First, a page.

Sunday, July 18, 2010

Race and the Tea Parties

Matt Bai's column today about race and the Tea Party movement seem to answer two issues that have been making the news as of late.

The first is of course, the latest round in the "Is the Tea Party racist?" meme.  The answer to that question is not a simple yes/no answer. While I think there are racists that have shown up at Tea Party rallies and while I don't think the Tea Parties are helpful to the Republican Party, I tend to think that on the whole the Tea Party is not racist.

That said, I don't always get the impression that the Tea Partiers or the wider conservative movement goes out of its way to actively welcome minorities. So, no, the Tea Party is some modern incarnation of the Klan, but it isn't Sesame Street either.

Of course, I'm also a 40 year-old African American that's never really dealt with the racist animosity that my father dealt with.  I have a feeling that if you asked my 80 year-old Dad, he would probably say that this movement is racist.

And that's what Bai is getting at in his article today.  The recent spat between the NAACP and the Tea Party might seem on the surface to be about race, but it what's really going on is an argument between two aging groups, with younger generations sitting on the sidelines.

This is how Bai describes the make up of the Tea Parties:

...the insidious presence of racism within some quarters of the movement — or, maybe more accurately in some cases, an utter indifference toward racial sensitivities — shouldn’t really surprise anyone. That’s not necessarily because a subset of these antigovernment ideologues are racist, per se, but in part because they are just plain old — at least relatively speaking. According to a survey by the Pew Research Center in June, 34 percent of Americans between the ages of 50 and 64 — and 29 percent of voters 65 and older — say they agree with the movement’s philosophy; among Americans 49 and younger, that percentage drops precipitously. A New York Times/CBS News poll in April found that fully three-quarters of self-identified Tea Party advocates were older than 45, and 29 percent were older than 64.

This does not mean that there aren’t hateful 25-year-olds coming to Tea Party rallies and letting fly racial slurs. What it does mean is that a sizable percentage of the Tea Party types were born into a segregated America, many of them in the South or in the new working-class suburbs of the North, and lived through the marches and riots that punctuated the cultural and political upheaval of the 1960s. Their racial attitudes, like their philosophies of governance, reflect their complicated journeys. (This is true for a lot of older, urban Democrats, too, who consider themselves liberal but whose racial commentary causes their grandchildren to recoil.)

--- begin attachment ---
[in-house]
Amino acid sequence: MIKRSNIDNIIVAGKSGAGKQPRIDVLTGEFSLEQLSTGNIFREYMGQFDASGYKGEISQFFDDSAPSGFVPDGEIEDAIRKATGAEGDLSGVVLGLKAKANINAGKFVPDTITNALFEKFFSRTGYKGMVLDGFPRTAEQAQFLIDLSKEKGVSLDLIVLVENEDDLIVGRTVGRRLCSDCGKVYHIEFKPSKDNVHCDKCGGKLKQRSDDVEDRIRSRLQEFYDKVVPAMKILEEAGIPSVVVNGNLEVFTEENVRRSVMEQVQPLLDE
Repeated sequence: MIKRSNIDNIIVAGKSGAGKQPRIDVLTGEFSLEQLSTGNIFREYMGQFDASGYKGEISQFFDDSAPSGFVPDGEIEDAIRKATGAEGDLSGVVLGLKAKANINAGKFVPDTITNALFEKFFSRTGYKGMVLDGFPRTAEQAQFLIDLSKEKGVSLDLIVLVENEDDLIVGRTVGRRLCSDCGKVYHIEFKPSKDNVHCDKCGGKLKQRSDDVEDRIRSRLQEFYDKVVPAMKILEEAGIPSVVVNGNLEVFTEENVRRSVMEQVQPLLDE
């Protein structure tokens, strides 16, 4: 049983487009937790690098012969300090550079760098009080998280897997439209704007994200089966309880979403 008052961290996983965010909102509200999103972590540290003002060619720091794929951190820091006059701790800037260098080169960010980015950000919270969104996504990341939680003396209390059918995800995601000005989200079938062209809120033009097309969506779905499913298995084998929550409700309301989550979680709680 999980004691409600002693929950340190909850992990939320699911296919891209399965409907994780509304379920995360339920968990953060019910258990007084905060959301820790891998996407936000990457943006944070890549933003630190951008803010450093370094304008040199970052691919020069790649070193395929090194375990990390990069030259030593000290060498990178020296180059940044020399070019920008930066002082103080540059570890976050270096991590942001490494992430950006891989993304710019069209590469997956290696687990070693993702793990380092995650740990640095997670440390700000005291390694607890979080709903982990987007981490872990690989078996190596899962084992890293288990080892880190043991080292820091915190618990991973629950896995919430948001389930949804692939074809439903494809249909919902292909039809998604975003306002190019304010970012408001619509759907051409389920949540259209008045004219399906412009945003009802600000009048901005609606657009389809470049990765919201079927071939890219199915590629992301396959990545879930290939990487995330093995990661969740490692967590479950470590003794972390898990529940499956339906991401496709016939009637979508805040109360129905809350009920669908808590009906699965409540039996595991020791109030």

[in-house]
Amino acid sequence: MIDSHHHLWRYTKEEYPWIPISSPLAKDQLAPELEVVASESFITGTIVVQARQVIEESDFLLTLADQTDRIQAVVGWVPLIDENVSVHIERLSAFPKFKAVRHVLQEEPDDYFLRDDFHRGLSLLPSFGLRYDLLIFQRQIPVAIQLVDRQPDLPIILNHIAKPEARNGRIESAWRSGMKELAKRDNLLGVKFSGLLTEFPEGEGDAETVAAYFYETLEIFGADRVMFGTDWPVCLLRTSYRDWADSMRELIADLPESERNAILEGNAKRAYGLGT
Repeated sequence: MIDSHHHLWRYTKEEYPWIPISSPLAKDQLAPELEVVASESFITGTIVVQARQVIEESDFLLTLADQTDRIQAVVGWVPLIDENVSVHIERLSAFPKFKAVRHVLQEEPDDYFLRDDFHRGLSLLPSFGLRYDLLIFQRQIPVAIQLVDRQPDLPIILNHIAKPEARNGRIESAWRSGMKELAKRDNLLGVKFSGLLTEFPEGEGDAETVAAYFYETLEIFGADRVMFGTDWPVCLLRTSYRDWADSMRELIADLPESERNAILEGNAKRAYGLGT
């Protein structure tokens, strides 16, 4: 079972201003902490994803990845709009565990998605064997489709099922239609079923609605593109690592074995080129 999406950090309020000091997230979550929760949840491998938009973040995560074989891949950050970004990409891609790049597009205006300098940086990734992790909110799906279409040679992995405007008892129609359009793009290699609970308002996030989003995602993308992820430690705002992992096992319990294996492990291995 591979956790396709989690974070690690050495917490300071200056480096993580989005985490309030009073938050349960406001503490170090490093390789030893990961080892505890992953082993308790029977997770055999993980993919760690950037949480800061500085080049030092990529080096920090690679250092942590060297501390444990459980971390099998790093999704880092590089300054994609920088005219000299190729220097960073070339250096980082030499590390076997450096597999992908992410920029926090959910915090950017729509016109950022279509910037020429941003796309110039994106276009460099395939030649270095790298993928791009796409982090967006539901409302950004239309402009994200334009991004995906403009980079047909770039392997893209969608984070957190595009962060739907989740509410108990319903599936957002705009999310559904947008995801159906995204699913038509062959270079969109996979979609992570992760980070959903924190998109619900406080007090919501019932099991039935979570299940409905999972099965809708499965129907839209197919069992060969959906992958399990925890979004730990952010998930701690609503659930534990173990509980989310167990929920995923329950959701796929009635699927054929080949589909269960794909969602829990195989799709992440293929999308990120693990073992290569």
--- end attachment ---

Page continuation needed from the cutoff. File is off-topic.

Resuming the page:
And the NAACP is also showing its age:

White Americans of that generation are not the only ones whose longstanding views on race seem increasingly dated. The N.A.A.C.P. has over the years lost its currency among younger, more educated African-Americans, whose sense of opportunity is such that they are less convinced of their need for a traditional civil rights organization (let alone one with the word “colored” in its title). A lot of older civil rights leaders and black politicians have been frustrated with President Obama for not advancing a specific agenda for his fellow black Americans, a grievance that seems not to bother many younger African-Americans, for whom the civil rights movement is a chapter in a history text, rather than a searing memory.

Bai's article brings up a lot of thoughts about how this plays into the future of the GOP. The Tea Party and the GOP tend to overlap in members and both tend to be both white and old. While these older folks have excited the GOP and might give them a good shot at taking Congress in the fall, one has to wonder how sustainable this all can be as younger generations come to the fore. While neither the Tea Party nor the GOP is inherently racist, there has been a whole lot of indifference towards minorities (and when it comes to immigration some hostility). That's been a turnoff for minorities, but it is also a big turn off for younger whites who have grown up with diversity as a norm. I've seen a lot of young white folks, especially under the age of 30, who might be fiscally more conservative, shun the GOP because of its standoffish approach when it comes to diversity.

The GOP has a problem in the long run. While it might enjoy the energy of the Tea Party now, these aging men and women can't help the Republicans down the road. Conservatives are going to have to find ways to actively welcome minorities and the young. That will also mean creating policies that will help minority communities.

Will the GOP realize this in time? 

As I said earlier, this article answer two questions.  More on the second one later.

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